Scientific discoveries, educational opportunities, and wide-ranging events highlighted the recent 62nd American Physical Society-Division of Plasma Physics annual meeting, which attracted a record number of participants from around the world.
The virtual meeting, on Nov. 9-13, was run out of Memphis, Tennessee, the original site of the conference, and drew more than 150 physicists, engineers and students from LLNL. They were part of a record crowd of 2,214 registrants for presentations, poster sessions, and seminars on topics ranging from astrophysical plasmas to nanotechnology to fusion development.
Presentations from LLNL physicists highlighted NIF & Photon Science research, including experiments on NIF’s Advanced Radiographic Capability (ARC) laser system, progress in energy-coupling studies using advanced hohlraums, and achieving hot-spot energies with the largest high-density carbon implosions with the hybrid experimental-E design.
Among the speakers was Yuan Shi, a 2018 graduate of the Princeton Program in Plasma Physics and winner of the 2020 Marshall N. Rosenbluth Outstanding Doctoral Thesis Award for his theoretical dissertation on three-wave coupling. He is now a Lawrence Fellow at LLNL. Shi’s talk was titled, “Plasma Physics in Strong-Field Regimes.”
“The quality of the talks from LLNL folks was phenomenal,” said Tammy Ma, program element leader for High-Intensity Science. “It is a true testament that even during this crazy time, the LLNL team continues to make great progress in their scientific and technical work and manages to put out these polished presentations.”
Ma praised the APS-DPP leadership for its “amazing job pivoting so quickly to host APS in this online format.” She said the lack of normal social contact was a drawback, and noted some technical issues, but said “everyone was super understanding and worked through the issues.”
Kelli Humbird presented on a machine-learning technique called “transfer learning,” which combines simulation knowledge and previous experimental data into a model that is more predictive of future inertial confinement fusion (ICF) experiments at NIF than simulations alone.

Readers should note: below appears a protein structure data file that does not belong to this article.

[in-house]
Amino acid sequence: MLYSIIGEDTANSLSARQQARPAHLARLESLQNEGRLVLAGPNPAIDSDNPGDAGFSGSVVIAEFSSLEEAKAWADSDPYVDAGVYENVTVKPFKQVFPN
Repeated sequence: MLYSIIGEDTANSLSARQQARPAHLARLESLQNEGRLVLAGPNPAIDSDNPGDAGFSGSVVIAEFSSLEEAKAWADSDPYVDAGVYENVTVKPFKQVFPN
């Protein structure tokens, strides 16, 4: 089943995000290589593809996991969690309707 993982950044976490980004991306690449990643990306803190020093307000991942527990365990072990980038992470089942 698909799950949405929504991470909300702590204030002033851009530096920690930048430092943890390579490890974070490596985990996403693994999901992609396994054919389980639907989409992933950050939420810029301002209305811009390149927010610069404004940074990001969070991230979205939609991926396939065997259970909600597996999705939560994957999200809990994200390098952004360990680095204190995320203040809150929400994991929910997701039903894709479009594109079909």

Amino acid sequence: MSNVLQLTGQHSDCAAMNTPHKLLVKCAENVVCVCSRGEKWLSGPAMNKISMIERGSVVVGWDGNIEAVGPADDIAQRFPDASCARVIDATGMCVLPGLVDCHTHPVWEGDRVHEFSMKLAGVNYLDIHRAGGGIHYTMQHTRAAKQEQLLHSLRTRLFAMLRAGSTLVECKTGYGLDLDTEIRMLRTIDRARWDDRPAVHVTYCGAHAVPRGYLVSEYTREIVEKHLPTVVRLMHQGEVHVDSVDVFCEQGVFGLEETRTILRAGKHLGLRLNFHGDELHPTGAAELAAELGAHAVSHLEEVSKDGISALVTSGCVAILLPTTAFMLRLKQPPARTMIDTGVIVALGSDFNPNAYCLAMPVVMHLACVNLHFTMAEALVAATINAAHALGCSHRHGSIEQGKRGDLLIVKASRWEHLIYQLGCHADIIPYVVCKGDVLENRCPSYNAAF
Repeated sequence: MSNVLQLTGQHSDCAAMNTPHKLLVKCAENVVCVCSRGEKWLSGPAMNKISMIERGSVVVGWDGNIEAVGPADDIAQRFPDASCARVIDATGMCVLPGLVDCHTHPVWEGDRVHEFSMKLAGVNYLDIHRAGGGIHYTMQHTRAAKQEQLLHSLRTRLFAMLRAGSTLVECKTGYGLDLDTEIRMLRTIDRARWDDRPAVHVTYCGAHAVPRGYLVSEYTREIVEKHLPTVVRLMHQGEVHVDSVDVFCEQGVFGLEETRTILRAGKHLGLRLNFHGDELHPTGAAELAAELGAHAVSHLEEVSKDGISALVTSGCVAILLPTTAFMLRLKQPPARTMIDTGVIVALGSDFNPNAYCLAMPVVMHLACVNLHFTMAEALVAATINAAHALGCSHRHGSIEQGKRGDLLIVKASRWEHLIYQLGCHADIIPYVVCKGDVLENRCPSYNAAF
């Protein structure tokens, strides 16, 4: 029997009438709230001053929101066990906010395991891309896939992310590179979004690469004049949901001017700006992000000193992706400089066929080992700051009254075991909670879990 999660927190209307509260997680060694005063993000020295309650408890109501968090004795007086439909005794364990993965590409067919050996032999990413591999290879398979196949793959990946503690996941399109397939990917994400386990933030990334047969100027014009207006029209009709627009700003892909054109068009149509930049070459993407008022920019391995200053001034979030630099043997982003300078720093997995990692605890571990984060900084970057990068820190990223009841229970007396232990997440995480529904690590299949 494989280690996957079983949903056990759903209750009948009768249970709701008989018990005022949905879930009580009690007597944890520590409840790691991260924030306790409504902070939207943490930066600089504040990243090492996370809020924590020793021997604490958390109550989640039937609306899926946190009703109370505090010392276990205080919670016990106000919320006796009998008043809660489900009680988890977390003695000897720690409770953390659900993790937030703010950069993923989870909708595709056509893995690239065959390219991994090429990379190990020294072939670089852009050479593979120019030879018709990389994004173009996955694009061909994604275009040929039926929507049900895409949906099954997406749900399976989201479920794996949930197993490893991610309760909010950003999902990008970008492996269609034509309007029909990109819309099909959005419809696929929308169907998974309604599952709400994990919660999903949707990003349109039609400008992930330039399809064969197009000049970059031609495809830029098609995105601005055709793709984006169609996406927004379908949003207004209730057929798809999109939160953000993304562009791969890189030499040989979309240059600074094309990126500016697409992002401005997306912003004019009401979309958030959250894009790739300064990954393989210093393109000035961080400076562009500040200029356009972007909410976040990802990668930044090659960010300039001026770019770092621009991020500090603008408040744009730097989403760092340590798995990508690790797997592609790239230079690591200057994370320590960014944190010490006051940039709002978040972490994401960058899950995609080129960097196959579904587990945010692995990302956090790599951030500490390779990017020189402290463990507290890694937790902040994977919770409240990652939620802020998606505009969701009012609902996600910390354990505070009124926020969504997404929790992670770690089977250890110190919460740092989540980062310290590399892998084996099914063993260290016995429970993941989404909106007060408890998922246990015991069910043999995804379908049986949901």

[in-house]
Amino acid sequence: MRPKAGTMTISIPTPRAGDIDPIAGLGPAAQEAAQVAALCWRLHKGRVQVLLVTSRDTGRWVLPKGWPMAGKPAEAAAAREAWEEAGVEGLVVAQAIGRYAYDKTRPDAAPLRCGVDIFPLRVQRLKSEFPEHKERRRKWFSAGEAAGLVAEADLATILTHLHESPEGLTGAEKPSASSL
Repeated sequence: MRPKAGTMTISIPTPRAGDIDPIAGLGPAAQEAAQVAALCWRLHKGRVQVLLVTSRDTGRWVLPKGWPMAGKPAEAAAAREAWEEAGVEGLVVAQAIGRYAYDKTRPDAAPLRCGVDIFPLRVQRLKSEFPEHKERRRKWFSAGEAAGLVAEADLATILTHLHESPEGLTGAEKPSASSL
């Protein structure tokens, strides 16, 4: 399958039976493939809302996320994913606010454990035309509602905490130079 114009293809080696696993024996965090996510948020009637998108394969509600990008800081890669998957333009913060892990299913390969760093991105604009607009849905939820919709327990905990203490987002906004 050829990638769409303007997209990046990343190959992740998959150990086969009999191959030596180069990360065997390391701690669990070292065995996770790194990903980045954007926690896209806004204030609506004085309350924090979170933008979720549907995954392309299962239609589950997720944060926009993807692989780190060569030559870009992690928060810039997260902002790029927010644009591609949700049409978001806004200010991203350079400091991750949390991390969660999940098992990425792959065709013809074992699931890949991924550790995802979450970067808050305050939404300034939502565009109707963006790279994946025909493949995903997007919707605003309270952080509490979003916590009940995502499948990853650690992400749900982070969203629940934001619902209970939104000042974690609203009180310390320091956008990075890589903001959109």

“In short, our models of ICF experiments are good, but not perfect across the broad range of design space our NIF experiments span,” Humbird said. “So to accurately predict the outcome of future NIF experiments, we need to adjust our model based on what we’ve observed in previous experiments. My talk explored transfer learning as a way to ‘correct’ simulation predictions by essentially learning the difference between what our simulations predict and what we actually observe.”
The result is a model that predicts the outcome of some recent experiments with significantly higher accuracy than the simulations alone.
“One of the big benefits of this model is that it can be updated every time we carry out an experiment, getting smarter and more accurate as we acquire more data and explore more of the NIF design space,” Humbird said.
Humbird said her favorite part of the virtual format was the question-and-answer session. In person, she has only five minutes to answer just a few questions from the audience. But with the virtual chat, she was able to spend 20 minutes answering each question thoroughly.
“It was a nice way to facilitate dialogue between speakers and the audience,” she said.
The other NIF-related invited talks from LLNL staff included:
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